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Beyond Pay Transparency: Creating Workplace Equity

“Workplace equity is no longer a once-a-year project – employers are embedding it throughout the employee lifecycle,” according to a new Syndio survey.

Why it matters: The most effective organizations are using pay transparency as an opportunity to holistically review talent practices for bias and enable a more diverse and equitable workforce. Syndio offers insights into how leading companies are succeeding in this regard.

Four key takeaways of the survey include:

1. Prevent inequitable outcomes by proactively disrupting the root causes of disparities.

  • Root cause #1: Manager discretion in performance management.

    1. The facts. Performance evaluations are completed solely by an employee’s immediate manager in over two-thirds of large companies.

    2. Managers have influence on decisions made throughout the employee lifecycle including: pay increases (82%), promotions (80%), performance improvement plans (76%), bonus awards (65%), high-visibility projects (61%), and nominations for development (52%).

  • Root cause #2: Lack of formal ratings to assess employee potential.

    1. The facts. Formal ratings are common for performance (83%), but not for potential. Organizations that struggle with developing diverse pipelines are twice as likely to lack process for evaluating potential.

    2. Downstream impact. The study found that women, on average, receive higher performance ratings than men but are awarded lower potential ratings which results in women being 13% less likely to be promoted than male counterparts.

    3. Lack of a formal succession planning process also contributes to less equitable workplaces. The study indicated that companies with a succession plan are 51% more likely to effectively develop diverse talent.

  • Possible Solutions:
    1. Analyze the distribution of performance ratings by identity groups and the correlation with pay increases to ensure the “pay for performance” model is working as intended.

    2. Create a systematic, quantitative method for assessing potential.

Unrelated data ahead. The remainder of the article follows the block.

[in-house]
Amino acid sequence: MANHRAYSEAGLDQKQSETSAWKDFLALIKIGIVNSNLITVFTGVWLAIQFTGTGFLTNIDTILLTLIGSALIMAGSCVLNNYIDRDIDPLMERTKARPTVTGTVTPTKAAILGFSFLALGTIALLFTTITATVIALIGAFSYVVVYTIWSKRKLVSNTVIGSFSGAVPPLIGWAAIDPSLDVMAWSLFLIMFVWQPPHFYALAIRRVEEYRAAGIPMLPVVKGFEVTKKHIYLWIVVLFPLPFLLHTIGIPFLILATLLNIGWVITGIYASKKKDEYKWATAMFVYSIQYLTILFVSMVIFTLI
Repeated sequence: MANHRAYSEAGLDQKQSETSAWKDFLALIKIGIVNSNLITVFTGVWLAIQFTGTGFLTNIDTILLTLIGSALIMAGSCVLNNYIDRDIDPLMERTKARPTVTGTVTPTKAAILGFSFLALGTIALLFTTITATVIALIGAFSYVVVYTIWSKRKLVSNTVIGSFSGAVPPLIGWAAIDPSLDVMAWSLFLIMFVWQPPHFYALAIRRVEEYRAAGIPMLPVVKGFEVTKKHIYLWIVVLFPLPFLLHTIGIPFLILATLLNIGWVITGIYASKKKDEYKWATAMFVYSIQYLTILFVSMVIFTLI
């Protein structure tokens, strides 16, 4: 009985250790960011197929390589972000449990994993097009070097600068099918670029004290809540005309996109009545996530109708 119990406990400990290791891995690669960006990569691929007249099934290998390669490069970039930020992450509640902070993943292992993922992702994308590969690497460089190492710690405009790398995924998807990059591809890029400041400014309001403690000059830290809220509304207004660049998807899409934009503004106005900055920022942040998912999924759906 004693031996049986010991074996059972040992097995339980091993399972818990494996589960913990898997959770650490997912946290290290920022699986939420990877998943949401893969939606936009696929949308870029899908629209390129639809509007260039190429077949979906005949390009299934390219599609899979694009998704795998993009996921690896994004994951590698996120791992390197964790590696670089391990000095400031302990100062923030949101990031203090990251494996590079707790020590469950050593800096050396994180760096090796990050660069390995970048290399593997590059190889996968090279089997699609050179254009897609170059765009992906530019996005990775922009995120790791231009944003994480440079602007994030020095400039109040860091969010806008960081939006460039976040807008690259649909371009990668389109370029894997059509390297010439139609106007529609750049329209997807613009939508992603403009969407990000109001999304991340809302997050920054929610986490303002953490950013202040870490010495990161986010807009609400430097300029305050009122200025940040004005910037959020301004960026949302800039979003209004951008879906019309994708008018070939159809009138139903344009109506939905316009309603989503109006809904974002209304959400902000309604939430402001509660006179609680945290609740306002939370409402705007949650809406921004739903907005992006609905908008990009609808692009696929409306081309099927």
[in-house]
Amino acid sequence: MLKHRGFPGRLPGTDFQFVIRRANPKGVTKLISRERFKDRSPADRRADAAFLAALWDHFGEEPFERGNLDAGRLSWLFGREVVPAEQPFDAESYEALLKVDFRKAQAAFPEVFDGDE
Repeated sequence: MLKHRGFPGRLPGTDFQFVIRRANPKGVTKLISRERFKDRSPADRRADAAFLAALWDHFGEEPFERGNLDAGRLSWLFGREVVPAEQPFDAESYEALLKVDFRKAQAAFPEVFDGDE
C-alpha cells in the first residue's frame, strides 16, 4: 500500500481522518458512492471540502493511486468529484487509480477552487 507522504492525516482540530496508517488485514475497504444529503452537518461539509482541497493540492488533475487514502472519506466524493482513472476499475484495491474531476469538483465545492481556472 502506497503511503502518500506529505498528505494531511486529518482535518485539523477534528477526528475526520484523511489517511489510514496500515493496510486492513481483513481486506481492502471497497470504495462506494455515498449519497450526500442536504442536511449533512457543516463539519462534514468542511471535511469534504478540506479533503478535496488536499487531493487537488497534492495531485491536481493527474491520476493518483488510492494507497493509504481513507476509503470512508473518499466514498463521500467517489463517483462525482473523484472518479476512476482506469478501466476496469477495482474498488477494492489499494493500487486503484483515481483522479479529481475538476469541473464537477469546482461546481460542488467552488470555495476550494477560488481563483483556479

3. Consider succession planning and how it supports diversity.

2. Effective pay equity programs a) examine data more regularly and b) conduct more thorough pay evaluations across c) a wider range of compensation types.  

  • The facts. 50% of respondents conduct pay equity analyses annually and 36% complete them more frequently.  “Mature” companies are 51% more likely to build diverse teams. 

  • Best practices of mature pay equity programs.
    1. Analyze more than just base pay to find “hidden gaps.” Reviewing long-term incentives may uncover inequities, since LTI recipients are a more senior (and possibly less diverse) population.

    2. Establish a budget for pay adjustments to address inequities. 94% of mature pay equity programs have a remediation budget.

3. Measure equity throughout the employee life cycle. Every stage has the potential to cause pay disparities and other forms of inequality.

  • The facts. The most effective organizations analyze group-based differences across multiple facets including hiring outcomes (78%), employee engagement (67%), attrition/retention (63%), performance assessments (64%) and potential assessments (55%).

  • The use of data is crucial - 85% of respondents indicated they see room for improvement in how well their company measures success of equity initiatives.

4. Increase transparency and broaden the collection of demographic data. Transparency increases accountability for diversity goals and fosters employee confidence.

  • The facts. Less mature organizations are 45% more likely to restrict demographic data from business leaders and 2.7 times more likely to only share with the C-suite.

  • Beyond gender and ethnicity, employers are collecting data on veteran status (67%), disability (63%) and nonbinary gender (42%).   

The big picture. Pay transparency regulations continue to grow – at the state level in the U.S. and across the globe. Developing a proactive and robust pay analysis program will better position employers if and when disclosures are required, but developing an equitable workforce also creates a strategic competitive advantage.

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Authors: Megan Wolf

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